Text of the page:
Our God is a creative God, and He loves without boundaries. He loves each woman, and He loves the people He’s going to reach through her unique life and story. The life we have was never meant to be a consolation prize, runner-up to the thing we wanted more. It’s meant to be God-infused right where it is with the fullness of knowing Him through His Word and chasing after Him with our entire life.
So as you sit in the row next to that single woman in your church, or you raise your daughters, or you mentor middle school girls, remember that. Finding a godly husband isn’t the best story.
Being exactly who God created them to be is the best story.
Don’t ask why they haven’t found somebody yet. Ask how God is working in their lives.
Then affirm that story in all its fullness without pointing to something it looks like they don’t have yet.
2. Remember that the struggle is real.
Even for the most content single woman, digging into Christ daily and finding satisfaction in Him is a conscious decision.
For a lot of people, not being married is a deep struggle — it’s not just a trip to Australia that you’re bummed hasn’t happened yet; it’s a lifelong desire that hasn’t come true, or may not come true at all. Laying that aside and reminding your heart that Christ is more fulfilling, more love-filled, more joy-filled than the marriages you see one friend after another getting is, like many things in life, a war against the flesh.
So that comment — “You’re such an amazing person, I don’t know why you haven’t been snatched up yet” — doesn’t reach into that war zone in our hearts and comfort it, even though it’s a compliment. It points away from Christ and to the thing the world says we’re missing, the thing the world says gives us worth and fulfillment.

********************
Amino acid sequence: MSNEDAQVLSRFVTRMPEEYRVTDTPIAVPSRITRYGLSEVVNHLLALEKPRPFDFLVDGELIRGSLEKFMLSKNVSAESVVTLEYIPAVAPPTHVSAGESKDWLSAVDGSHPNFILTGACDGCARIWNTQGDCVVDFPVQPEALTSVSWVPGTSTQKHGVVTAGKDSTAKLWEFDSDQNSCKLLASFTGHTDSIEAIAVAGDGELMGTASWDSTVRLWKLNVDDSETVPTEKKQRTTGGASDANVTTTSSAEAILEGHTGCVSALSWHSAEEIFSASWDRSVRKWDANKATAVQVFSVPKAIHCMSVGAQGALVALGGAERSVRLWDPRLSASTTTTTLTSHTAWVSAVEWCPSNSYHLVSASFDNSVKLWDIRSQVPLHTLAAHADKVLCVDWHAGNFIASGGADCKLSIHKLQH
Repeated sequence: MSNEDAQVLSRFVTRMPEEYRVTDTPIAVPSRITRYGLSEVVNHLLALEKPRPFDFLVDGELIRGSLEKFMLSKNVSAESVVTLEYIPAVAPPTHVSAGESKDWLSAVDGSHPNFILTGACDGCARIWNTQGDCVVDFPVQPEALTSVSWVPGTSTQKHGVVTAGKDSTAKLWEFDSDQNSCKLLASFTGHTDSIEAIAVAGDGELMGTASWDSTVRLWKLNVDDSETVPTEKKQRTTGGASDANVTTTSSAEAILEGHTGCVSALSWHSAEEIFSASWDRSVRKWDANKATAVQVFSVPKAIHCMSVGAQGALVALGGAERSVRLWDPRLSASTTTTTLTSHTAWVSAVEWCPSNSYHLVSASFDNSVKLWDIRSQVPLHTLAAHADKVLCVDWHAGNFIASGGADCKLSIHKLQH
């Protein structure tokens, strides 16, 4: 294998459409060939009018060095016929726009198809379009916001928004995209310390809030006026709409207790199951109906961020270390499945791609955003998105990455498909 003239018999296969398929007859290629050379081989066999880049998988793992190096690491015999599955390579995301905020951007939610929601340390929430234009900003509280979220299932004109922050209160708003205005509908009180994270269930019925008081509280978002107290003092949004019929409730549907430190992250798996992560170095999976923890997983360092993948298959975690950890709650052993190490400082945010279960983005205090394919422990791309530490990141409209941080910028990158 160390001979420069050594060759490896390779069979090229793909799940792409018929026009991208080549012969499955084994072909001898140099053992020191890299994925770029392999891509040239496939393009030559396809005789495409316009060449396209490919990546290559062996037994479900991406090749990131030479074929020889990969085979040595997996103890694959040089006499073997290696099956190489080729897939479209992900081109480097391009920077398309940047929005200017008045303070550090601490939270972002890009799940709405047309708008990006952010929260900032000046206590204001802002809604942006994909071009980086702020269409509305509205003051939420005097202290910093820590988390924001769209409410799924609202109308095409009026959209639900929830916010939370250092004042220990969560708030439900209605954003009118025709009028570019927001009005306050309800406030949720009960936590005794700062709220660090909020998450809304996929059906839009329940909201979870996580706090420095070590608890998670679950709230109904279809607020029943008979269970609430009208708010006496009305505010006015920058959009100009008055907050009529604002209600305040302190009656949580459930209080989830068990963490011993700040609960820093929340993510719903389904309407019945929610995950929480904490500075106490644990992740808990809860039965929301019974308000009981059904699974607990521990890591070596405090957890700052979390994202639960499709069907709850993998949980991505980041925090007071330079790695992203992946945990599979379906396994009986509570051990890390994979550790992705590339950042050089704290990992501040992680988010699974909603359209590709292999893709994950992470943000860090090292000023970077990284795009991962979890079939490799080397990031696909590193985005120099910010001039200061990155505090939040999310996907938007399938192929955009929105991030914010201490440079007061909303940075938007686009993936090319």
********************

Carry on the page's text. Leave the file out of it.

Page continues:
The truth is — Christ is everything and worth everything. Chasing Him with our whole hearts is a beautiful thing. Affirm that.
I don’t know any single woman who would mind being thoughtfully introduced to someone you know, but think toward doing it in care, not because you’re on the hunt to “find her someone.”
And that woman who’s good with kids? Affirm her abilities, but maybe with a nod to “I can’t wait to see how God continues to use you and your gifts” rather than “you’ll make a great mom one day.”
3. Unless you’re talking about the moment when God sets everything right again one day, try to drop “yet” from your vocabulary.
Marriage hasn’t happened in some of our lives. It might one day.
But tacking “yet” on the end of that sentence only sets our eyes on the carrot strung just a little bit farther down the trail and moves our focus away from Christ, the One we chase right now.
We also know that nowhere in God’s Word does He promise us all a spouse, in return for obedience or otherwise. His promises are found with answers in Himself. The only thing we know for sure is that God was meant to be the end goal of our lives. He’s the “yet” we’re waiting for.
Easy fixes — like hanging hopes on “yet” when God never meant for us to — are like sticking a band-aid on a leaky pipe. Point the girls and women in your life to the place where life really comes from. We need to know how to function as a part of a family in the way that God wants, but that isn’t the goal of our lives. Teach them how to really dig into the Word. Show them how to look to Jesus for everything, for fulfillment in who He is, not what He gives. Let them see in your own life, no matter what stage of life you’re in, that your joy comes from following Christ, not from your circumstances.
Those are the things we need stitched on pillows … and buried deep in our hearts.
Want to read more on this topic?
“I Don’t Wait Anymore” the book, now at Barnes & Noble and other retailers. Check it out here.
It’s the story of shaking off broken dreams and expectations to follow God to something better — to a far better story, to a life of knowing God as the prize worth our whole lives.
You want in? I’d love it if you’d come along.
(And if you’d like to read a free chapter, feel free to look here.)